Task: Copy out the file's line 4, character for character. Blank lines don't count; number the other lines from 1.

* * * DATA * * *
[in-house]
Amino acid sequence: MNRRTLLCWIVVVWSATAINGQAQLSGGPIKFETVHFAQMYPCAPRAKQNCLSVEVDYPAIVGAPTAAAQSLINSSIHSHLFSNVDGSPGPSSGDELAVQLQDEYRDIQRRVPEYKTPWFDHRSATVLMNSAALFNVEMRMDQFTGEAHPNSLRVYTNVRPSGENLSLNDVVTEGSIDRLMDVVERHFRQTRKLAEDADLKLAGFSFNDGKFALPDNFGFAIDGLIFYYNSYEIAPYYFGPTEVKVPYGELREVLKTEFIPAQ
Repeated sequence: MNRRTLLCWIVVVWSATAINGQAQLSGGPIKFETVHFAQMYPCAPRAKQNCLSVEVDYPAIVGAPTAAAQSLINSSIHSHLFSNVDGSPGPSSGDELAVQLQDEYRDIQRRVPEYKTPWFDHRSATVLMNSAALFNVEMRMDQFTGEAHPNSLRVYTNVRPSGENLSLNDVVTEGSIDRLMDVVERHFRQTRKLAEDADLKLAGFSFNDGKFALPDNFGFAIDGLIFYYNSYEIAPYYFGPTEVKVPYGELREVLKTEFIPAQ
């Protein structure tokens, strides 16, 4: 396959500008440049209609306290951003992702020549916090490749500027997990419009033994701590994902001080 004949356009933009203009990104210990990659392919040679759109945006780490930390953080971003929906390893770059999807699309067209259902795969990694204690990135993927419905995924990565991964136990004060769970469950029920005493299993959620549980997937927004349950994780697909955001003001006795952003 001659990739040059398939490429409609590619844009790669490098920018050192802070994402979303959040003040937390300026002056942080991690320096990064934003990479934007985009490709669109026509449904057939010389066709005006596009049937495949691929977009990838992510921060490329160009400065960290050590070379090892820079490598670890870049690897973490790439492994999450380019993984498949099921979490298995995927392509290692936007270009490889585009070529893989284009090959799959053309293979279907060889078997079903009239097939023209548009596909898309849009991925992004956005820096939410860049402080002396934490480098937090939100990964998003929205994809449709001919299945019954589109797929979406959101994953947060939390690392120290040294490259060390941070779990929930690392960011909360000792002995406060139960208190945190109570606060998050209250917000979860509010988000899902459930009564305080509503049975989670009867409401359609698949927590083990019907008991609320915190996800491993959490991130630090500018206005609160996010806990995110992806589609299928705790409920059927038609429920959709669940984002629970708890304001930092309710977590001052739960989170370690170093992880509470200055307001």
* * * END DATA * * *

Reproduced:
């Protein structure tokens, strides 16, 4: 396959500008440049209609306290951003992702020549916090490749500027997990419009033994701590994902001080 004949356009933009203009990104210990990659392919040679759109945006780490930390953080971003929906390893770059999807699309067209259902795969990694204690990135993927419905995924990565991964136990004060769970469950029920005493299993959620549980997937927004349950994780697909955001003001006795952003 001659990739040059398939490429409609590619844009790669490098920018050192802070994402979303959040003040937390300026002056942080991690320096990064934003990479934007985009490709669109026509449904057939010389066709005006596009049937495949691929977009990838992510921060490329160009400065960290050590070379090892820079490598670890870049690897973490790439492994999450380019993984498949099921979490298995995927392509290692936007270009490889585009070529893989284009090959799959053309293979279907060889078997079903009239097939023209548009596909898309849009991925992004956005820096939410860049402080002396934490480098937090939100990964998003929205994809449709001919299945019954589109797929979406959101994953947060939390690392120290040294490259060390941070779990929930690392960011909360000792002995406060139960208190945190109570606060998050209250917000979860509010988000899902459930009564305080509503049975989670009867409401359609698949927590083990019907008991609320915190996800491993959490991130630090500018206005609160996010806990995110992806589609299928705790409920059927038609429920959709669940984002629970708890304001930092309710977590001052739960989170370690170093992880509470200055307001």